Dr Richard Williams
- Department of Music Senior Lecturer in Music and South Asian Studies Academic Staff Centre of Yoga Studies Member
- Department of Music
- BA (Oxford), MPhil (Oxford), PhD (London), FHEA
- Russell Square: College Buildings
- Email address
- Telephone number
- 020 7898 4687
- Support hours
- Wednesdays, 11am to 1pm
Richard David Williams is a cultural historian of music in South Asia. He is particularly interested in understanding how music and sound is explored in literature, and how colonialism reoriented early modern musical ideas and practices.
Having originally studied Theology and then Modern South Asian Studies at the University of Oxford, his research brings music and sound studies into conversation with the study of religion and Indian cultural history. He received his PhD from the Music Department at King’s College London, with a doctoral thesis on the impact of colonialism on Hindustani music in the nineteenth century. He was then awarded a Leverhulme Early Career Fellowship at the University of Oxford (2015-17), where he worked on music and aesthetics in the eighteenth century within his project “Beyond the Local: Vernacular Aesthetics in Late Mughal North India”.
He is currently completing his first monograph, on the circulation of musicians, genres, and musicologists between upper India and Bengal between c.1750-1900. This book examines how musical societies negotiated the changing politics of a colonial landscape. In connection with this project, he has written on Bengali-language musicology, the performance repertoires of courtesans, and sound arts in Shi’ah Islam.
His second book project is a cultural history of Ragamala, the early-modern art of imagining musical sound through poetry and painting.
His wider work has explored musical culture in seventeenth- and eighteenth-century South Asia; the history of emotions; music in the theology and ritual of a Hindu sect, the Radhavallabh Sampraday; and music in Pakistani media and literature. His research languages are Hindi, Brajbhasha, Bengali, and Urdu.
Richard David Williams’ research focuses on Hindustani classical music and popular devotional music in Hinduism. His work is particularly interested in the intersection of music and literature, and how sonic practices and musical repertoires circulate in multilingual settings. His research deploys a variety of approaches to explore a broad range of sources from early modern, colonial and contemporary South Asia.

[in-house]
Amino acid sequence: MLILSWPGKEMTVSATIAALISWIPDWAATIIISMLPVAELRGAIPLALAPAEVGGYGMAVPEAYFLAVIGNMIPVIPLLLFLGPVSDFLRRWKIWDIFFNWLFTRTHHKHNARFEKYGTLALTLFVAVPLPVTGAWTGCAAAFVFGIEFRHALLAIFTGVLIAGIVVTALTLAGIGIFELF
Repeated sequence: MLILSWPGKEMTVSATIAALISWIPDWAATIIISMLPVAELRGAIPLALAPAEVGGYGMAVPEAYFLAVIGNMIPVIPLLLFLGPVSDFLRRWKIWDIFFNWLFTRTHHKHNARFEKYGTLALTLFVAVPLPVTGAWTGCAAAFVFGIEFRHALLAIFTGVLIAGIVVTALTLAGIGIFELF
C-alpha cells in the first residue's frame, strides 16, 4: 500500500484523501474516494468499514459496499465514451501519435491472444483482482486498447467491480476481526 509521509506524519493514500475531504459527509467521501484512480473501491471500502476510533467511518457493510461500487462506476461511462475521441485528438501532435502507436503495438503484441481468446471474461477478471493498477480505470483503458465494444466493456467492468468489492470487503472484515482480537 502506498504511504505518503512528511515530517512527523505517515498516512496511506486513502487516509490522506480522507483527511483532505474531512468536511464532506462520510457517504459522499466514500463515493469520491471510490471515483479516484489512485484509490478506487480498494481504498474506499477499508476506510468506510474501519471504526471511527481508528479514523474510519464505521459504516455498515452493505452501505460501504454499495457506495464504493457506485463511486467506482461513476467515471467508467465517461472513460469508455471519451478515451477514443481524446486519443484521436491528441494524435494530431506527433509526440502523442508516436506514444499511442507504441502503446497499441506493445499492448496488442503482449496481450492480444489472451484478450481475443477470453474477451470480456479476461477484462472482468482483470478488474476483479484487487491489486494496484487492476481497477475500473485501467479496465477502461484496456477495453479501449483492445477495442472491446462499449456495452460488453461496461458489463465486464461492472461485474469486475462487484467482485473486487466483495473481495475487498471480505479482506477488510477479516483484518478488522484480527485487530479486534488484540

He is currently completing his first book, The Scattered Court: Hindustani Music in Colonial Bengal, which examines how Hindustani music evolved under colonialism. The book reconstructs an interregional, multilingual conversation about the aesthetics of elite art music, and explores the movement of patrons, theorists, and musicians between Hindustan and Bengal. At its centre, the book provides a study of the court-in-exile of the last Nawab of Awadh, Wajid ‘Ali Shah, and the thirty years he spent in Calcutta (1856-1887) and traces the passage of musicians and musical practices from Lucknow to colonial Bengal.
His second book project focuses on Ragamala, the early modern practice of imagining musical sound through poetry and painting. In particular, the book considers the longer history of writings on music in Classical Hindi (Brajbhasha).
More broadly, he has also written on Bengali musicology and religious rituals, eighteenth-century religious history, scribal and translation practices, courtesan poets, popular music in Pakistan, Bengali migrants in colonial Burma, and the history of emotions.
|Arka Chakraborty||The Reception History of Bob Dylan in Indian Popular Music|
|Tom Peterson||Archives of Sri Lanka's Vocal Arts: The Lyrical Genres of the Nevill Collection as Refractions of Sri Lanka, Past and Present|
|Ruth Westoby||Gendered constructs in Haṭha Yoga|
|Helen Anahita Wilson||Indian Rhythm and Life Writing in Cross-Sensory Composition (Practice Research)|